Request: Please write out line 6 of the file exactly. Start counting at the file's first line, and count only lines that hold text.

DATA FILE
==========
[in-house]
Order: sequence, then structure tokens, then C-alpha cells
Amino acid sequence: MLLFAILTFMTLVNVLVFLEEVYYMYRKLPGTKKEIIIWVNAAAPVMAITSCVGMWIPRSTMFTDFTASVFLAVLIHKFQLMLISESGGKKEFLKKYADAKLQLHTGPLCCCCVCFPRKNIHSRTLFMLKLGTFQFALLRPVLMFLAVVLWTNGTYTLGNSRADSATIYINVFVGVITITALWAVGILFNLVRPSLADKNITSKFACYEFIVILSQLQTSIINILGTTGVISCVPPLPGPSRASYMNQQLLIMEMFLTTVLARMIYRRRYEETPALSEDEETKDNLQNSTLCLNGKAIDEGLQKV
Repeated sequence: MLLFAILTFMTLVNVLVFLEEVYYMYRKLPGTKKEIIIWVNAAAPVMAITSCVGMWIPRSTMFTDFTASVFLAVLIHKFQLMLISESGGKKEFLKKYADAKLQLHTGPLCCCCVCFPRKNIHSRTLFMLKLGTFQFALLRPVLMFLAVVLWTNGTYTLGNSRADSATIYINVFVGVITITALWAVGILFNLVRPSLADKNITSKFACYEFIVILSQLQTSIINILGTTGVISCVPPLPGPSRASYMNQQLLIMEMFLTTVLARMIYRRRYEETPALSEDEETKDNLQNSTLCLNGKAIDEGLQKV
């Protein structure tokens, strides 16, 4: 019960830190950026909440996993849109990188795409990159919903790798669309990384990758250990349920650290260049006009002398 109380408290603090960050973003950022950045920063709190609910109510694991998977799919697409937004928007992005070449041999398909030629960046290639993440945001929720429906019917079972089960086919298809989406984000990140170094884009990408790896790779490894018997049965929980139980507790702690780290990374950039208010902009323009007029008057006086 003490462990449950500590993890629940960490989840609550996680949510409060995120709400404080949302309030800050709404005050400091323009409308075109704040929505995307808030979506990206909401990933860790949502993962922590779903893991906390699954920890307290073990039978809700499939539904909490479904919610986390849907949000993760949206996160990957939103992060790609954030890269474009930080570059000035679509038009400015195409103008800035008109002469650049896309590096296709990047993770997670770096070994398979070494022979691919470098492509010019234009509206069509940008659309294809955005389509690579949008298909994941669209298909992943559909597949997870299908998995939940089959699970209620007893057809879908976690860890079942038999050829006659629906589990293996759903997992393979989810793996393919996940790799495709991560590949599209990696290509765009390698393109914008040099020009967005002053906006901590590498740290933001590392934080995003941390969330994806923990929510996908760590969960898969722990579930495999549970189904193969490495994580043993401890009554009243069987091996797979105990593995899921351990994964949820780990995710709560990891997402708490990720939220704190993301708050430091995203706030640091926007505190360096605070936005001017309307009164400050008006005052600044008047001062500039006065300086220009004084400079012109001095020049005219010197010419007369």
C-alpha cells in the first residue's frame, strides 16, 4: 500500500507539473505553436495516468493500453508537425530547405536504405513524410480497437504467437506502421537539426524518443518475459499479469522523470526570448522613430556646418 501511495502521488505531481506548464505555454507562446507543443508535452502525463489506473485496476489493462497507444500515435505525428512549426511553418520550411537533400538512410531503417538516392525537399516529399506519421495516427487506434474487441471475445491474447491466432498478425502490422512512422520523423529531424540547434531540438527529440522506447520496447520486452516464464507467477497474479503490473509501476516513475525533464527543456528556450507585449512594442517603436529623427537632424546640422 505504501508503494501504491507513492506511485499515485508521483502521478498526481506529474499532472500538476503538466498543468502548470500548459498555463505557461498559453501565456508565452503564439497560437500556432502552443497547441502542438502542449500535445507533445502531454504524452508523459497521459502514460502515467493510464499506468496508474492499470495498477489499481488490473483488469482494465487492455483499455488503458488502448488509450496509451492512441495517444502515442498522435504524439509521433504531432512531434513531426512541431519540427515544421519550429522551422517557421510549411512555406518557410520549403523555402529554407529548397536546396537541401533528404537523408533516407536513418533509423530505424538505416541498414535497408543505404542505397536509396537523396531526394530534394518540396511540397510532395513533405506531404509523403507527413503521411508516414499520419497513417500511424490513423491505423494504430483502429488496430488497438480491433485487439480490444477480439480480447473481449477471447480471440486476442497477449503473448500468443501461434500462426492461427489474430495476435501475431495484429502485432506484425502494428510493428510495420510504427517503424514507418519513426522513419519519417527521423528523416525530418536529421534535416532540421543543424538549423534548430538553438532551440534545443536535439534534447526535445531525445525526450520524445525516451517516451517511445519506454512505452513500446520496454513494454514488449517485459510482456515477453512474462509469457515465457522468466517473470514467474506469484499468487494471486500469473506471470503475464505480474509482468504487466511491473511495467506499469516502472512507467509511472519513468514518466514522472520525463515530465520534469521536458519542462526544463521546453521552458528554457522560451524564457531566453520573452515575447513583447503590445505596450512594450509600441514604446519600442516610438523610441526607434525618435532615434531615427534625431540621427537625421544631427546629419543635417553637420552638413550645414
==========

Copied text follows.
C-alpha cells in the first residue's frame, strides 16, 4: 500500500507539473505553436495516468493500453508537425530547405536504405513524410480497437504467437506502421537539426524518443518475459499479469522523470526570448522613430556646418 501511495502521488505531481506548464505555454507562446507543443508535452502525463489506473485496476489493462497507444500515435505525428512549426511553418520550411537533400538512410531503417538516392525537399516529399506519421495516427487506434474487441471475445491474447491466432498478425502490422512512422520523423529531424540547434531540438527529440522506447520496447520486452516464464507467477497474479503490473509501476516513475525533464527543456528556450507585449512594442517603436529623427537632424546640422 505504501508503494501504491507513492506511485499515485508521483502521478498526481506529474499532472500538476503538466498543468502548470500548459498555463505557461498559453501565456508565452503564439497560437500556432502552443497547441502542438502542449500535445507533445502531454504524452508523459497521459502514460502515467493510464499506468496508474492499470495498477489499481488490473483488469482494465487492455483499455488503458488502448488509450496509451492512441495517444502515442498522435504524439509521433504531432512531434513531426512541431519540427515544421519550429522551422517557421510549411512555406518557410520549403523555402529554407529548397536546396537541401533528404537523408533516407536513418533509423530505424538505416541498414535497408543505404542505397536509396537523396531526394530534394518540396511540397510532395513533405506531404509523403507527413503521411508516414499520419497513417500511424490513423491505423494504430483502429488496430488497438480491433485487439480490444477480439480480447473481449477471447480471440486476442497477449503473448500468443501461434500462426492461427489474430495476435501475431495484429502485432506484425502494428510493428510495420510504427517503424514507418519513426522513419519519417527521423528523416525530418536529421534535416532540421543543424538549423534548430538553438532551440534545443536535439534534447526535445531525445525526450520524445525516451517516451517511445519506454512505452513500446520496454513494454514488449517485459510482456515477453512474462509469457515465457522468466517473470514467474506469484499468487494471486500469473506471470503475464505480474509482468504487466511491473511495467506499469516502472512507467509511472519513468514518466514522472520525463515530465520534469521536458519542462526544463521546453521552458528554457522560451524564457531566453520573452515575447513583447503590445505596450512594450509600441514604446519600442516610438523610441526607434525618435532615434531615427534625431540621427537625421544631427546629419543635417553637420552638413550645414